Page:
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I can't figure out the last step of the following question:

Show that the general solution of the differential equation: $dy/dx + y\tan x=1$ is given by: $y\sec x=\ln(\sec x + \tan x) + C$

This is what I've worked out so far:

To make things easier let $u(x)=\exp(\int\! \tan(x)\,\mathrm dx)=\sec(x)$

Multyply both sides by $u(x): \sec(x)\frac {dy(x)} {dx} + {\sec(x)}{\tan(x)}y(x)=\sec(x)$

Then substitute $\sec(x)\tan(x)= \frac {d\sec(x)} {dx}$

$\sec(x) \dfrac {dy(x)}{dx}+ \dfrac{d \sec(x)} {dx}y(x)= \sec(x)$

Using the reverse product rule of the LHS:

$\displaystyle\frac d {dx} (\sec(x)y(x))dx= \int \sec(x)\,dx$

then integrating both sides with respect to x $\int \frac d {dx} (\sec(x)y(x))dx= \int \sec(x)dx$

Therefore: $\sec(x)y= -\log(\cos(\tfrac x 2)- \sin(\tfrac x 2))+\log(\cos(\tfrac x 2) + \sin(\tfrac x 2)) + C$

Where do I go from here to find the solution (given in the question)? Thanks in advance!

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I have edited your post to format the equations with $\LaTeX$. There were some ambiguities in the reverse product step, as well as integrating both sides. You have submitted a few questions now, so I would suggest learning some basic $\LaTeX$ commands. –  process91 Sep 2 '12 at 22:31

2 Answers 2

up vote 4 down vote accepted

You have a slightly unusual but essentially correct version of an integral of $\sec x$. There is an issue of missing absolute value signs, which are also missing in the problem's version, which should have been $\log(|\sec x+\tan x|$).

To see it is (apart from negativity issues) the same as the standard one used in the problem, we show that $$\frac{\cos(x/2)+\sin(x/2)}{\cos(x/2)-\sin(x/2)}=\sec x+\tan x.$$ To see that this is enough, note that $\log a-\log b=\log(a/b)$.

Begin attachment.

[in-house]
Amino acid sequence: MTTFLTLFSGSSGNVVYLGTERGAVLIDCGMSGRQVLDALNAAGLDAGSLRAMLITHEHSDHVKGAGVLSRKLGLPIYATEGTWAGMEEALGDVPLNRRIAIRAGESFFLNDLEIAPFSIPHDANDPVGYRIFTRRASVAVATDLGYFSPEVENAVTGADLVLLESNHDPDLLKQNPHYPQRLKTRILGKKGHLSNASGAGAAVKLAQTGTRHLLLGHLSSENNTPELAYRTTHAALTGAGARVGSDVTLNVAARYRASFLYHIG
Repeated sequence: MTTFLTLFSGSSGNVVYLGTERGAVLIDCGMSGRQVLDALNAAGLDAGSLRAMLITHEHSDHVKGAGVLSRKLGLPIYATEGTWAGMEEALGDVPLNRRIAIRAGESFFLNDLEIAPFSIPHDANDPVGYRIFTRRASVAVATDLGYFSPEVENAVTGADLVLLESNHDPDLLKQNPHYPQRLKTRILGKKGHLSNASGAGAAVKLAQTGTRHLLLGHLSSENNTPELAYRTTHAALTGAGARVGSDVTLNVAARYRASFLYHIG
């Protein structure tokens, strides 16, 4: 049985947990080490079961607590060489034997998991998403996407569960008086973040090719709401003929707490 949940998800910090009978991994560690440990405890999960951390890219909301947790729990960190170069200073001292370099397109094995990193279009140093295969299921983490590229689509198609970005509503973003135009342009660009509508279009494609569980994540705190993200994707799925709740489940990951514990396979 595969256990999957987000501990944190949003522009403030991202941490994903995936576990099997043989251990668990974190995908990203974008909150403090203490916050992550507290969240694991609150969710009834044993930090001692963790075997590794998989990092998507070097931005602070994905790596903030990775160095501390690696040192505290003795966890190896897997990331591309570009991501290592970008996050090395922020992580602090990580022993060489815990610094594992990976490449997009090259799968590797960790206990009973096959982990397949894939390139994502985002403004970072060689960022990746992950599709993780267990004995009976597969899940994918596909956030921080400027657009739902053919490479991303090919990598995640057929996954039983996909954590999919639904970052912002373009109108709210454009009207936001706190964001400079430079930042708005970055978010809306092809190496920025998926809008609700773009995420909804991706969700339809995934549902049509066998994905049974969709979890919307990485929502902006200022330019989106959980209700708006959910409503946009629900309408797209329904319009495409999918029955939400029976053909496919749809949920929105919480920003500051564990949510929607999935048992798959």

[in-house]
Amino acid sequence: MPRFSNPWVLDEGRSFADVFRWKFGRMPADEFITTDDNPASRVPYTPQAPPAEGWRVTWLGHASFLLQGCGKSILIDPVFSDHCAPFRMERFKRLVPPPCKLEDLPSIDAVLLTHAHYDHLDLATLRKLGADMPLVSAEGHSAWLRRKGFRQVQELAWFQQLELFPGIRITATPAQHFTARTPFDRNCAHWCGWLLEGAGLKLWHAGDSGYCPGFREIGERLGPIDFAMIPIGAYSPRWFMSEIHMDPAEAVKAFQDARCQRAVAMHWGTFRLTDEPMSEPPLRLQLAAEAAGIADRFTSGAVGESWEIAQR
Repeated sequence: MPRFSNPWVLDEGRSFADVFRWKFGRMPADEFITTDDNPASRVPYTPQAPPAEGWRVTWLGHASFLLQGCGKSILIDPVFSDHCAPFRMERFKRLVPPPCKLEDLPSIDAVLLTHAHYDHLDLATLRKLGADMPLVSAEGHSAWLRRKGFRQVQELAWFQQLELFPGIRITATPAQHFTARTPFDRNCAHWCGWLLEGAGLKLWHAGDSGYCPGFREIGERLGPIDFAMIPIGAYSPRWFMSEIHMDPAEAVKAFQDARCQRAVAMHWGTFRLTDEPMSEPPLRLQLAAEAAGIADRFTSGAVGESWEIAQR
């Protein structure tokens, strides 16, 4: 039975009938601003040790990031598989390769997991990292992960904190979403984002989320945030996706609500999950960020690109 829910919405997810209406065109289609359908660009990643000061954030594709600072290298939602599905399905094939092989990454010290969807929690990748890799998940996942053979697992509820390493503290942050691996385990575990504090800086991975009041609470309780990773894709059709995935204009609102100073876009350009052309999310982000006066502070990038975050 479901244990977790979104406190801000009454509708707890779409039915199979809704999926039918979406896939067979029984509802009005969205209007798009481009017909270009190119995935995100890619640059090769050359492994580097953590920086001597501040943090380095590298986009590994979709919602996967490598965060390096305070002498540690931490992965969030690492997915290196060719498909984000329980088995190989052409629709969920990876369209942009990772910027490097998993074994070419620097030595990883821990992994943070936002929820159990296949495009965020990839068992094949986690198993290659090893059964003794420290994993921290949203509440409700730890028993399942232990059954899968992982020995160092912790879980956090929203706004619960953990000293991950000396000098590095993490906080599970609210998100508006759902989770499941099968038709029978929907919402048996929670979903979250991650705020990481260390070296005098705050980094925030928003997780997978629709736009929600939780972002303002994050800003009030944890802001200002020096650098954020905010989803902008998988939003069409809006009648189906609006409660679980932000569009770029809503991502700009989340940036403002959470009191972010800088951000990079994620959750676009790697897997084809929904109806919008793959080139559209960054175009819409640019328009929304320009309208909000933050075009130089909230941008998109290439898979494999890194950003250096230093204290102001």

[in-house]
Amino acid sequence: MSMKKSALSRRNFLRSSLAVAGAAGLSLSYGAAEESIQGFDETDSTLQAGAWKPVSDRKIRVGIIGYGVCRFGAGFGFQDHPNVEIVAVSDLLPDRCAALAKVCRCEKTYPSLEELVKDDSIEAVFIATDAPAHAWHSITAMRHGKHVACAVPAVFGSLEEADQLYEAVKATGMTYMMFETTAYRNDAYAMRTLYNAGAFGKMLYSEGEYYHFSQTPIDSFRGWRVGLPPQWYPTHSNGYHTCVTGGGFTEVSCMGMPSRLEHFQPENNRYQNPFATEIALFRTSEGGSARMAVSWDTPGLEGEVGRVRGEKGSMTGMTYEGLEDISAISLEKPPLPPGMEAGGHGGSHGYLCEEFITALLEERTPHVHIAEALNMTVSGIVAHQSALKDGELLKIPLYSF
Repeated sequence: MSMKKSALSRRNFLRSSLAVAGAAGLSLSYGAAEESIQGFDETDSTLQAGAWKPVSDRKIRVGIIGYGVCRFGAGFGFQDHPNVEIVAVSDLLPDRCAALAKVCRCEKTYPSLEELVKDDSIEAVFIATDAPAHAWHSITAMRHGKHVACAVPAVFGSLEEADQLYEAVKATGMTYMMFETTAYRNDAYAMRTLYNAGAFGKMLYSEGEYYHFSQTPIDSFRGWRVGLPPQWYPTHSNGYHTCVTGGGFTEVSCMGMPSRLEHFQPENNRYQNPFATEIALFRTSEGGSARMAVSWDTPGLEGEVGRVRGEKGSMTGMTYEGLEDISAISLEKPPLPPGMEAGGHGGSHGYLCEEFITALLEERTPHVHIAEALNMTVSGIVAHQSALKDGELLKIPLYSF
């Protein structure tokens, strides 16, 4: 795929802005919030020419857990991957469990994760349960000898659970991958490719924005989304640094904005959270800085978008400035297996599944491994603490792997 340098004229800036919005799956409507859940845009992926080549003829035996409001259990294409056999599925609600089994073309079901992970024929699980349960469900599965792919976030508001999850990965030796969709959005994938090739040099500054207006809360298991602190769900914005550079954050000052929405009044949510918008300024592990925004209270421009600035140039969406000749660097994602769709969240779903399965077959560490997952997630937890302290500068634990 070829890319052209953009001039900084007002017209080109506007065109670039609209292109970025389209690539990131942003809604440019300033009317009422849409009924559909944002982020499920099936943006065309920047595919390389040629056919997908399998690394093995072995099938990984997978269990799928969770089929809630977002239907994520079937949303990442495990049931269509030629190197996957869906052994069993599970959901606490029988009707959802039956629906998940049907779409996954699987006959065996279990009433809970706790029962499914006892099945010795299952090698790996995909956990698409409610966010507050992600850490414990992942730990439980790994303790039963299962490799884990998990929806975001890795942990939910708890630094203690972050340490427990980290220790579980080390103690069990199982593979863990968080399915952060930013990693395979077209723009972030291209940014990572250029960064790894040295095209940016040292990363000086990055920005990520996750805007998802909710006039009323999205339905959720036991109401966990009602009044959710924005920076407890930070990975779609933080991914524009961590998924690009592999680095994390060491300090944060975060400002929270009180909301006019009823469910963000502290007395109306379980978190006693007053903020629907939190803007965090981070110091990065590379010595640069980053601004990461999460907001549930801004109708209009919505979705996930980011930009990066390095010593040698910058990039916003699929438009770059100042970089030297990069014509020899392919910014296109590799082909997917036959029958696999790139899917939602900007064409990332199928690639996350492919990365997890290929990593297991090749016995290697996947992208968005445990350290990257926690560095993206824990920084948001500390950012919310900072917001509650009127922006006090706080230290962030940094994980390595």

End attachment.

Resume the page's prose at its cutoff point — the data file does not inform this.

Multiply top and bottom by $\cos(x/2)+\sin(x/2)$.

At the bottom we get $\cos^2(x/2)-\sin^2(x/2)$, which by a double angle formula is equal to $\cos x$. On top we get $\cos^2(x/2)+\sin^2(x/2)+2\cos(x/2)\sin(x/2)$, which is $1+\sin x$.

So we end up with $\frac{1+\sin x}{\cos x}$, which is $\sec x+\tan x$.

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Thank you! The absolute value signs aren't present in this question (not a typo/error), but this doesn't impact the question does it? –  Enrico S Sep 2 '12 at 23:10
    
Yes it does impact the question. When $\sec x+\tan x$ is negative, there is a problem with taking the logarithm! But in fact there is a solution when $\sec x +\tan x$ is negative. Your expression is somewhat "wronger" than the expression in the problem (which is also wrong). You get into problems when either $\cos(x/2)+\sin(x/2)$ or $\cos(x/2)-\sin(x/2)$ is negative, while the official version has issues only when exactly one of them is negative. Actually, the constants of integration could also be different when $\sec x+\tan x$ is positive than when it is negative. –  André Nicolas Sep 2 '12 at 23:54
    
okay thanks, so now I understand the difference between the two (with and without) but I'm still confused on how to evaluate to integral without using logs. I checked my textbook again and there is nothing about this so help on this issue would be much appreciated –  Enrico S Sep 3 '12 at 0:21
    
The logs are a necessary part of the integral, whether in the form $\log(|\sec x+\tan x|)$ or in your form (slightly changed) $-\log(|\cos(x/2)-\sin(x/2)|)+\log(|\cos(x/2)+\sin(x/2)|)$. –  André Nicolas Sep 3 '12 at 1:42

Since they're handing you a solution, $$ y = \frac{\ln|\sec x+\tan x| + C}{\sec x} = (\cos x) \ln|\sec x+\tan x| + C\cos x, $$ you can diffentiate, finding $dy/dx$, and plug it into the equation in place of $y$, and see if the two sides are equal.

In that way, you verify that it's a solution. The next question is whether it's general, i.e. there are no other solutions. That might follow from a theorem stated in a section of a textbook that you recently read.

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